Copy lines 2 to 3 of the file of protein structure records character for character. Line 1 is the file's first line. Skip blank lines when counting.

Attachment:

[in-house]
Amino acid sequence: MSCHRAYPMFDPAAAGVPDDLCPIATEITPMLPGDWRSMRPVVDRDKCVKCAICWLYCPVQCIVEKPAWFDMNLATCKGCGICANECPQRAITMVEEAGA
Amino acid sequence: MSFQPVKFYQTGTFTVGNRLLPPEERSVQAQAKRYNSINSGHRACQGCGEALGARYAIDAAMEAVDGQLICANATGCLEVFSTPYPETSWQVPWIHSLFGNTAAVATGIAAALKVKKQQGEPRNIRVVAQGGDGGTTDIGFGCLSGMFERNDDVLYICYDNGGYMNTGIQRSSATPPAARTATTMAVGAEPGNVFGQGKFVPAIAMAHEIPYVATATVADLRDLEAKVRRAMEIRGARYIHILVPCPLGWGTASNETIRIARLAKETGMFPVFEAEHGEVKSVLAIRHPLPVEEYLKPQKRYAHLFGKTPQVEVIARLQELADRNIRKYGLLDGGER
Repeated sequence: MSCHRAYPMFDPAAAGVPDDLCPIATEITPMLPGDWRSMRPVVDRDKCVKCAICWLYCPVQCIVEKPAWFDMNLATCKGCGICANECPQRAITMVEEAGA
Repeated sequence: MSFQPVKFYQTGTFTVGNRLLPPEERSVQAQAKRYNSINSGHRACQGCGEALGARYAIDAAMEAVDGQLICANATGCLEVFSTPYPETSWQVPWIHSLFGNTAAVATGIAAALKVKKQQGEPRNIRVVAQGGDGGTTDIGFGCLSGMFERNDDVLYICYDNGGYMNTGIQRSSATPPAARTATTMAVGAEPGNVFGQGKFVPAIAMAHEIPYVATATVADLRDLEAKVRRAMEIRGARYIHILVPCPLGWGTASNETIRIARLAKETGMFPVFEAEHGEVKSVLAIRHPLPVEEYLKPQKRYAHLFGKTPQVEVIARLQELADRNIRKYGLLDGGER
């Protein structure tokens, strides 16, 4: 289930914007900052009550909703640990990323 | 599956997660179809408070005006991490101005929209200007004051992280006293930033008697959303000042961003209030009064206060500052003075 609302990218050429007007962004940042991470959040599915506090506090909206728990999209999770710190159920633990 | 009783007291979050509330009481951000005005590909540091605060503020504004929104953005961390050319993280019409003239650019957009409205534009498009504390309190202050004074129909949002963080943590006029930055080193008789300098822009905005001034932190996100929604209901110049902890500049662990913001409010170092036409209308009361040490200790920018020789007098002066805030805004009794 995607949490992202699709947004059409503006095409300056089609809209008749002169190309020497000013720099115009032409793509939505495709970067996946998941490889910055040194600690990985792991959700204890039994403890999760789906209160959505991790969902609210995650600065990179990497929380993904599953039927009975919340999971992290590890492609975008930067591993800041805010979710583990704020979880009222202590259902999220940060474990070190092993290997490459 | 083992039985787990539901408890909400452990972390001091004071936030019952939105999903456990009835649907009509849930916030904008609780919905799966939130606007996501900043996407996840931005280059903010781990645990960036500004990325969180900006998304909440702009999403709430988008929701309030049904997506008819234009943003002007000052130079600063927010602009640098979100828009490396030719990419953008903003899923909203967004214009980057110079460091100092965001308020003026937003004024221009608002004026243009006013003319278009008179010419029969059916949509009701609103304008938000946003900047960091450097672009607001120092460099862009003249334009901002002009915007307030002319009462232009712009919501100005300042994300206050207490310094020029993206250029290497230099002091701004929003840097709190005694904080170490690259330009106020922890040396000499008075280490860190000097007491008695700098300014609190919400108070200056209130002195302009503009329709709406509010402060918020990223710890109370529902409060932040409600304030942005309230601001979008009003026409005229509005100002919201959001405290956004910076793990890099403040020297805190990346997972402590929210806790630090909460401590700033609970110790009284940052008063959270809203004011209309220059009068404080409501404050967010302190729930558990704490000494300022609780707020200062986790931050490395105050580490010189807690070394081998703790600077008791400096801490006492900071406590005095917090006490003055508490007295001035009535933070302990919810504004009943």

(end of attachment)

Amino acid sequence: MSCHRAYPMFDPAAAGVPDDLCPIATEITPMLPGDWRSMRPVVDRDKCVKCAICWLYCPVQCIVEKPAWFDMNLATCKGCGICANECPQRAITMVEEAGA
Amino acid sequence: MSFQPVKFYQTGTFTVGNRLLPPEERSVQAQAKRYNSINSGHRACQGCGEALGARYAIDAAMEAVDGQLICANATGCLEVFSTPYPETSWQVPWIHSLFGNTAAVATGIAAALKVKKQQGEPRNIRVVAQGGDGGTTDIGFGCLSGMFERNDDVLYICYDNGGYMNTGIQRSSATPPAARTATTMAVGAEPGNVFGQGKFVPAIAMAHEIPYVATATVADLRDLEAKVRRAMEIRGARYIHILVPCPLGWGTASNETIRIARLAKETGMFPVFEAEHGEVKSVLAIRHPLPVEEYLKPQKRYAHLFGKTPQVEVIARLQELADRNIRKYGLLDGGER